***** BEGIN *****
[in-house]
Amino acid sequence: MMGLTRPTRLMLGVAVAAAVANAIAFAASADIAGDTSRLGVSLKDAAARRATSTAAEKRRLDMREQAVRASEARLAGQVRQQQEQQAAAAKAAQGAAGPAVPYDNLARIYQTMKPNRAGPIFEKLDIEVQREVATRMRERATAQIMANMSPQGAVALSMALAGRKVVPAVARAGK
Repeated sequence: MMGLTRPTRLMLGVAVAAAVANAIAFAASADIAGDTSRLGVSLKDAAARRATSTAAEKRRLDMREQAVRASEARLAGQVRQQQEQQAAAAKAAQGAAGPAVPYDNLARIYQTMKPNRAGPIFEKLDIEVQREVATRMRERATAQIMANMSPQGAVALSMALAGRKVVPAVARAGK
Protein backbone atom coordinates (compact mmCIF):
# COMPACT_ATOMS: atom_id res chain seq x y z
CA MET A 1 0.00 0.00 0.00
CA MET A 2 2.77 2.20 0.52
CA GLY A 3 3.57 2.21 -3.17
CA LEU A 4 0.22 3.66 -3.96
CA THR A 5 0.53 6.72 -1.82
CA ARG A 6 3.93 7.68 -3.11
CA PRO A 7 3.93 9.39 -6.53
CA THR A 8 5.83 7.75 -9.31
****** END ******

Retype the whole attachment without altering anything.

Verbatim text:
[in-house]
Amino acid sequence: MMGLTRPTRLMLGVAVAAAVANAIAFAASADIAGDTSRLGVSLKDAAARRATSTAAEKRRLDMREQAVRASEARLAGQVRQQQEQQAAAAKAAQGAAGPAVPYDNLARIYQTMKPNRAGPIFEKLDIEVQREVATRMRERATAQIMANMSPQGAVALSMALAGRKVVPAVARAGK
Repeated sequence: MMGLTRPTRLMLGVAVAAAVANAIAFAASADIAGDTSRLGVSLKDAAARRATSTAAEKRRLDMREQAVRASEARLAGQVRQQQEQQAAAAKAAQGAAGPAVPYDNLARIYQTMKPNRAGPIFEKLDIEVQREVATRMRERATAQIMANMSPQGAVALSMALAGRKVVPAVARAGK
Protein backbone atom coordinates (compact mmCIF):
# COMPACT_ATOMS: atom_id res chain seq x y z
CA MET A 1 0.00 0.00 0.00
CA MET A 2 2.77 2.20 0.52
CA GLY A 3 3.57 2.21 -3.17
CA LEU A 4 0.22 3.66 -3.96
CA THR A 5 0.53 6.72 -1.82
CA ARG A 6 3.93 7.68 -3.11
CA PRO A 7 3.93 9.39 -6.53
CA THR A 8 5.83 7.75 -9.31